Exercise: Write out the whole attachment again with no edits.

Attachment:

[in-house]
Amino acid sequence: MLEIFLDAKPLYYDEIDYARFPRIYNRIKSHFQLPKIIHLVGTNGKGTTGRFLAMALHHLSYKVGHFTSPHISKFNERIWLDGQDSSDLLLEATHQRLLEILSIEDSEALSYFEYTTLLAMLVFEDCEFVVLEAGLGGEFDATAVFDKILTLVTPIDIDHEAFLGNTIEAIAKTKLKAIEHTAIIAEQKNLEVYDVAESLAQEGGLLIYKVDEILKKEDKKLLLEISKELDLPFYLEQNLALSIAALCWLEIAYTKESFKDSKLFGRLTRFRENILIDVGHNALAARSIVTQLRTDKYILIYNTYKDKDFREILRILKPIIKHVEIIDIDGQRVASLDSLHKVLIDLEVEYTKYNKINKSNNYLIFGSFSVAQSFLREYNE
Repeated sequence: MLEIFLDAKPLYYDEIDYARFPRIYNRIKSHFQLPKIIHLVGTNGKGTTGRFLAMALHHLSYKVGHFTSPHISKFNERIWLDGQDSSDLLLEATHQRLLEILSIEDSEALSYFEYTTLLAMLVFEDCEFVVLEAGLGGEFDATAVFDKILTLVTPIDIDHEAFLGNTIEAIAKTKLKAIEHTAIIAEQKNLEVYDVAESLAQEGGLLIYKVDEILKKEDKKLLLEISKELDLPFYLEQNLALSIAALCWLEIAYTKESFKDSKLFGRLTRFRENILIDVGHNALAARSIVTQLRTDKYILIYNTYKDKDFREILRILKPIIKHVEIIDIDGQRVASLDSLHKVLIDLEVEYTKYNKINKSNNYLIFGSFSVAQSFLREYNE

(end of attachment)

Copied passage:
[in-house]
Amino acid sequence: MLEIFLDAKPLYYDEIDYARFPRIYNRIKSHFQLPKIIHLVGTNGKGTTGRFLAMALHHLSYKVGHFTSPHISKFNERIWLDGQDSSDLLLEATHQRLLEILSIEDSEALSYFEYTTLLAMLVFEDCEFVVLEAGLGGEFDATAVFDKILTLVTPIDIDHEAFLGNTIEAIAKTKLKAIEHTAIIAEQKNLEVYDVAESLAQEGGLLIYKVDEILKKEDKKLLLEISKELDLPFYLEQNLALSIAALCWLEIAYTKESFKDSKLFGRLTRFRENILIDVGHNALAARSIVTQLRTDKYILIYNTYKDKDFREILRILKPIIKHVEIIDIDGQRVASLDSLHKVLIDLEVEYTKYNKINKSNNYLIFGSFSVAQSFLREYNE
Repeated sequence: MLEIFLDAKPLYYDEIDYARFPRIYNRIKSHFQLPKIIHLVGTNGKGTTGRFLAMALHHLSYKVGHFTSPHISKFNERIWLDGQDSSDLLLEATHQRLLEILSIEDSEALSYFEYTTLLAMLVFEDCEFVVLEAGLGGEFDATAVFDKILTLVTPIDIDHEAFLGNTIEAIAKTKLKAIEHTAIIAEQKNLEVYDVAESLAQEGGLLIYKVDEILKKEDKKLLLEISKELDLPFYLEQNLALSIAALCWLEIAYTKESFKDSKLFGRLTRFRENILIDVGHNALAARSIVTQLRTDKYILIYNTYKDKDFREILRILKPIIKHVEIIDIDGQRVASLDSLHKVLIDLEVEYTKYNKINKSNNYLIFGSFSVAQSFLREYNE